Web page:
The digital system also allows for customisation, in the same way you can change the accent or gender on your smart device. While generic “out” and “fault” calls have been used during the ATP Cup and Melbourne Summer Series events, Australian accents will be the order of the day at Melbourne Park when the first round begins on Monday.
That’s where Merrick and Co come in.
In a nod to the everyday acts of heroism performed by emergency services workers across the country, Australian Open organisers contacted various agencies in every state and asked them to nominate a worker deserving of recognition. Eight were then chosen to provide the local voices for Hawk-Eye Live.
A 22-year SES veteran, Merrick and his team were called to a desperate situation in the Hunter Valley last month. Two people were clinging to a tree in the middle of fast-moving floodwaters after their vehicle had been washed off a causeway in the middle of the night.
When Merrick’s crew arrived, he was the man charged with swimming through the floodwaters to rescue the pair. If it wasn’t for the SES, two lives would have been lost that night.
“To be recognised for it is really flattering. But it’s almost embarrassing at the same time,” Merrick told the Sydney Morning Herald and The Age.
“We don’t do this for recognition. We do this because it’s the right thing to do. We want to help the community in times of need. That’s what we do. We don’t get paid. We do it because we want to help people and that’s the right thing to do.”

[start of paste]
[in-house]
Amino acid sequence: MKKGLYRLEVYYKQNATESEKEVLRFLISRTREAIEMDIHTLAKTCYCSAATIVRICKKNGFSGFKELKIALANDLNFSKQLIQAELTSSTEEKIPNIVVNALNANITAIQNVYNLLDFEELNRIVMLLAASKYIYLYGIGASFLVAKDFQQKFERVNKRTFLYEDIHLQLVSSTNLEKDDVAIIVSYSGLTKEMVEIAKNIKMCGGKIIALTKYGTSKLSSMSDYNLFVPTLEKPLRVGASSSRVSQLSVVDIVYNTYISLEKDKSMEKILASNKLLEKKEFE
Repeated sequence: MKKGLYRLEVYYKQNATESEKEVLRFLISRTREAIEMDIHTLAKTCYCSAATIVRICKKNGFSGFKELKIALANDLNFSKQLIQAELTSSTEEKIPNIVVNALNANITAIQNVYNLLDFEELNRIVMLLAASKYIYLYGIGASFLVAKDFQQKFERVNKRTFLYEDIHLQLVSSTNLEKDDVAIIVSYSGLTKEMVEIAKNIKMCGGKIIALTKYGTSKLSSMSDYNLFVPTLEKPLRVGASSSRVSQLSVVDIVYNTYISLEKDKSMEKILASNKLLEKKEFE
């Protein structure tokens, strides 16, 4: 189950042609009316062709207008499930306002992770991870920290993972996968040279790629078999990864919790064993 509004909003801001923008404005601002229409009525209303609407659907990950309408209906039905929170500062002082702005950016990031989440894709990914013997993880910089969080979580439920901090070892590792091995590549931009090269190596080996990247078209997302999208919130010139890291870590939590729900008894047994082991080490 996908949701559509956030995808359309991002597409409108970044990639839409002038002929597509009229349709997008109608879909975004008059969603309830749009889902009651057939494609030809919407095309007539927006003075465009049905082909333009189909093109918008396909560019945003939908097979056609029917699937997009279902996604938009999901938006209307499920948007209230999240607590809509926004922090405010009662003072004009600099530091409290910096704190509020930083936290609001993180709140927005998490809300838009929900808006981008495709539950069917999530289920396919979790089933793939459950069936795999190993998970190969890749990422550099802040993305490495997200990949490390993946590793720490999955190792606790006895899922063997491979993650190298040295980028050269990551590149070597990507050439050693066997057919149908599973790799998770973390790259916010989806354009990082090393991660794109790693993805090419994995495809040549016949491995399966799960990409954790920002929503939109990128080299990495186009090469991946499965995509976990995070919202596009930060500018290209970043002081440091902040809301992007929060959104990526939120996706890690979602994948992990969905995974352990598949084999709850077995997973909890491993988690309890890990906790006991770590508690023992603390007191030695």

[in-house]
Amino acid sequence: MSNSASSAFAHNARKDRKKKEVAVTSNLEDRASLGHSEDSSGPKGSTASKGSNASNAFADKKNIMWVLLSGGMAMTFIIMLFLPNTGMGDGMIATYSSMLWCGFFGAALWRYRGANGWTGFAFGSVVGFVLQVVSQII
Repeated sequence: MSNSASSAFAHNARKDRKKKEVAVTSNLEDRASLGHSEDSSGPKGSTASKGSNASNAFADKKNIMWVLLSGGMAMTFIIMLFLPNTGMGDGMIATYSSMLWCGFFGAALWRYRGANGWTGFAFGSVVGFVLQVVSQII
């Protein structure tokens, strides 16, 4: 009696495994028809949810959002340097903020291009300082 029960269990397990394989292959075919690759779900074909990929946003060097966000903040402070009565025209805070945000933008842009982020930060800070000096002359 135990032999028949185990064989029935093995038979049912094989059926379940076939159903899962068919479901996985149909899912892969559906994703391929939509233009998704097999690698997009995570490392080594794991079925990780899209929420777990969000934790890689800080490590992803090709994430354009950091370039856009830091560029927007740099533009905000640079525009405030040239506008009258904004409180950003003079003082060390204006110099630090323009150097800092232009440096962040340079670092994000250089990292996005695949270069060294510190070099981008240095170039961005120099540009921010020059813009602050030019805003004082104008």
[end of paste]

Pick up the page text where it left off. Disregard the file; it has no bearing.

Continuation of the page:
Steven Gelagotis is a paramedic with Ambulance Victoria. He contracted COVID-19 at the heart of the pandemic and is now driven to spread the message that young people can fall seriously ill at the hands of the deadly virus, too.
As a boy, he would sit in front of the television and call “out” and “fault” when the Australian Open was on. His practice has paid dividends.
“It definitely wasn’t something I expected, but I see it as an honour to be able to represent Ambulance Victoria and have my voice featured in the line calling,” Gelagotis said.
“The Australian Open is an iconic sporting event and I remember as a little kid, in front of Mum and Dad, I would sit in front of the TV and yell out the line calls in different accents to pretend I was a linesman. It is an extreme privilege to be part of the Australian Open this year.”
Further north, Kyal Thornton, the patrol captain at Queensland’s Tallebudgera Surf Life Saving Club, has been recognised.
Thornton was part of a crew which rescued seven people – including one who required a defibrillator to survive – from a dangerous rip on Australia Day. Thornton’s sentiment was similar to Merrick’s.
“I agreed to do the tennis stuff on behalf of the whole patrol team,” he said. “We do it because it’s a place that we love and we want to keep people safe. Because every single one of them really stepped up that day. They did an amazing effort that day. They were still doing rescues after we signed off.”
Sam is a sports reporter for The Sydney Morning Herald.